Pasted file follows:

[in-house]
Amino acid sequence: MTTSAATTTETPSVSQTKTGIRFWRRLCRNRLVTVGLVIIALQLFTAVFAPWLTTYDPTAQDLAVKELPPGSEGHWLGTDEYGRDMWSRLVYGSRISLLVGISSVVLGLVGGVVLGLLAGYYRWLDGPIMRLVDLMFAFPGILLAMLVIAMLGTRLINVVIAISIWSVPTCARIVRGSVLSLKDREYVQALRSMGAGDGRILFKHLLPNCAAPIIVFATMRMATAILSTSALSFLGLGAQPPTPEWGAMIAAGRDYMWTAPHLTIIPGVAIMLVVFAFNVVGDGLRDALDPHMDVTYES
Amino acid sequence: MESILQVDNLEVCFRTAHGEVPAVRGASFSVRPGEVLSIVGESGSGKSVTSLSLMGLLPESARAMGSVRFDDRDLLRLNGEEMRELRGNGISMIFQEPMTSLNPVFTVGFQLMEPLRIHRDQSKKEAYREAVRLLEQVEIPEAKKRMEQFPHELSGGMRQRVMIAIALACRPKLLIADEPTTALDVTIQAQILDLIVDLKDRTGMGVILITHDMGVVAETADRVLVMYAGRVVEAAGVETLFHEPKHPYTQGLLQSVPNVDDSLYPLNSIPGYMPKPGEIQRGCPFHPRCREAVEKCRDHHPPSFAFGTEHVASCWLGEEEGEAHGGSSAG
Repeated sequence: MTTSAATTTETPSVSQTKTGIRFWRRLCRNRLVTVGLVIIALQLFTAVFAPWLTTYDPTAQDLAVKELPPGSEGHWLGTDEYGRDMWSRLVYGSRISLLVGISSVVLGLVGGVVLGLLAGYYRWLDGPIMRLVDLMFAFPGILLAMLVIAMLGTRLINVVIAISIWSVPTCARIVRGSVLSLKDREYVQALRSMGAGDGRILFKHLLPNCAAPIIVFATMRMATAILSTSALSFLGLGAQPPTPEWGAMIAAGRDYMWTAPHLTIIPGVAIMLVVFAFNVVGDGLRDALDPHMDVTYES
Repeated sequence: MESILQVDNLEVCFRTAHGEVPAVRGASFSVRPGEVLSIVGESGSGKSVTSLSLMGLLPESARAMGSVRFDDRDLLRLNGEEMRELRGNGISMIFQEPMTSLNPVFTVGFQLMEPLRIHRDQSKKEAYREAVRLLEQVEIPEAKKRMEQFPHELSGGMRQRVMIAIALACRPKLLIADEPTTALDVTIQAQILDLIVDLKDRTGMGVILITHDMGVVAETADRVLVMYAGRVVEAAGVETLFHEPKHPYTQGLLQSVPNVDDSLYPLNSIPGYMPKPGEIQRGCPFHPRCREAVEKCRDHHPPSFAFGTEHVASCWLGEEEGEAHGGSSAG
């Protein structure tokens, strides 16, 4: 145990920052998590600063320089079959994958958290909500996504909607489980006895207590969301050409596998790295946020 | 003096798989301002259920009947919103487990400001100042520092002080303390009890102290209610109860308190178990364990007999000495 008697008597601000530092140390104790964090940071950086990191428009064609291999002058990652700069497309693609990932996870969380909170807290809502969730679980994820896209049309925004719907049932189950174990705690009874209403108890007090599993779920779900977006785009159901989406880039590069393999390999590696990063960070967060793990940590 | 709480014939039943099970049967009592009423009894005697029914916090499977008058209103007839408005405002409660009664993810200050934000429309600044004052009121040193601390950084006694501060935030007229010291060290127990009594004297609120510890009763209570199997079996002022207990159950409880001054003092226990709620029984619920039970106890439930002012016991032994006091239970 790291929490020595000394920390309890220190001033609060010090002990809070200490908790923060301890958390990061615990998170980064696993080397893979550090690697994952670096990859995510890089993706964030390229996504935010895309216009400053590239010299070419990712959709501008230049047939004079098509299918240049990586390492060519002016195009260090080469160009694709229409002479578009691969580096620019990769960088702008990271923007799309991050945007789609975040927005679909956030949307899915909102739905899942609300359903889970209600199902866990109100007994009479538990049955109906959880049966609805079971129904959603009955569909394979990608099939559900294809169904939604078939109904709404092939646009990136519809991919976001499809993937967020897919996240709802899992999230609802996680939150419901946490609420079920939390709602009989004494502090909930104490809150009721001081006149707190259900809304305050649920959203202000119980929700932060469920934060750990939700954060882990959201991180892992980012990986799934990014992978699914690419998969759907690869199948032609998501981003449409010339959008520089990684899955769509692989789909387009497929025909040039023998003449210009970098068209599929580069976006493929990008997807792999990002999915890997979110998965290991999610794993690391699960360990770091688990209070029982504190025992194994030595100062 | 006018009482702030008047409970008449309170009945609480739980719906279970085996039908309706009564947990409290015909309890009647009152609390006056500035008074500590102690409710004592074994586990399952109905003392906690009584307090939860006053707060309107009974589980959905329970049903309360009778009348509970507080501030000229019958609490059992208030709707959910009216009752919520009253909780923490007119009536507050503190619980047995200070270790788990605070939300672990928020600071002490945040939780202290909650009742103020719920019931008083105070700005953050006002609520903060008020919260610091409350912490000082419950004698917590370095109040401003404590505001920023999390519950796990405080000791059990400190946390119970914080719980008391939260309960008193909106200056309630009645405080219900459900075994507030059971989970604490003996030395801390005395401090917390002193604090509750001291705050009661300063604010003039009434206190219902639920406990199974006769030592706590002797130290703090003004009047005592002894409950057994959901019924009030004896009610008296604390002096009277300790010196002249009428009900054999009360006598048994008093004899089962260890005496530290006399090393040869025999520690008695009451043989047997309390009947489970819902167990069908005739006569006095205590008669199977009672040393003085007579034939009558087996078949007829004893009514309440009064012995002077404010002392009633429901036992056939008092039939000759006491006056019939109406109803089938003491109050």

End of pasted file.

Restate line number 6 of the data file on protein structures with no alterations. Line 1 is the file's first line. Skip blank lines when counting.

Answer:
């Protein structure tokens, strides 16, 4: 145990920052998590600063320089079959994958958290909500996504909607489980006895207590969301050409596998790295946020 | 003096798989301002259920009947919103487990400001100042520092002080303390009890102290209610109860308190178990364990007999000495 008697008597601000530092140390104790964090940071950086990191428009064609291999002058990652700069497309693609990932996870969380909170807290809502969730679980994820896209049309925004719907049932189950174990705690009874209403108890007090599993779920779900977006785009159901989406880039590069393999390999590696990063960070967060793990940590 | 709480014939039943099970049967009592009423009894005697029914916090499977008058209103007839408005405002409660009664993810200050934000429309600044004052009121040193601390950084006694501060935030007229010291060290127990009594004297609120510890009763209570199997079996002022207990159950409880001054003092226990709620029984619920039970106890439930002012016991032994006091239970 790291929490020595000394920390309890220190001033609060010090002990809070200490908790923060301890958390990061615990998170980064696993080397893979550090690697994952670096990859995510890089993706964030390229996504935010895309216009400053590239010299070419990712959709501008230049047939004079098509299918240049990586390492060519002016195009260090080469160009694709229409002479578009691969580096620019990769960088702008990271923007799309991050945007789609975040927005679909956030949307899915909102739905899942609300359903889970209600199902866990109100007994009479538990049955109906959880049966609805079971129904959603009955569909394979990608099939559900294809169904939604078939109904709404092939646009990136519809991919976001499809993937967020897919996240709802899992999230609802996680939150419901946490609420079920939390709602009989004494502090909930104490809150009721001081006149707190259900809304305050649920959203202000119980929700932060469920934060750990939700954060882990959201991180892992980012990986799934990014992978699914690419998969759907690869199948032609998501981003449409010339959008520089990684899955769509692989789909387009497929025909040039023998003449210009970098068209599929580069976006493929990008997807792999990002999915890997979110998965290991999610794993690391699960360990770091688990209070029982504190025992194994030595100062 | 006018009482702030008047409970008449309170009945609480739980719906279970085996039908309706009564947990409290015909309890009647009152609390006056500035008074500590102690409710004592074994586990399952109905003392906690009584307090939860006053707060309107009974589980959905329970049903309360009778009348509970507080501030000229019958609490059992208030709707959910009216009752919520009253909780923490007119009536507050503190619980047995200070270790788990605070939300672990928020600071002490945040939780202290909650009742103020719920019931008083105070700005953050006002609520903060008020919260610091409350912490000082419950004698917590370095109040401003404590505001920023999390519950796990405080000791059990400190946390119970914080719980008391939260309960008193909106200056309630009645405080219900459900075994507030059971989970604490003996030395801390005395401090917390002193604090509750001291705050009661300063604010003039009434206190219902639920406990199974006769030592706590002797130290703090003004009047005592002894409950057994959901019924009030004896009610008296604390002096009277300790010196002249009428009900054999009360006598048994008093004899089962260890005496530290006399090393040869025999520690008695009451043989047997309390009947489970819902167990069908005739006569006095205590008669199977009672040393003085007579034939009558087996078949007829004893009514309440009064012995002077404010002392009633429901036992056939008092039939000759006491006056019939109406109803089938003491109050």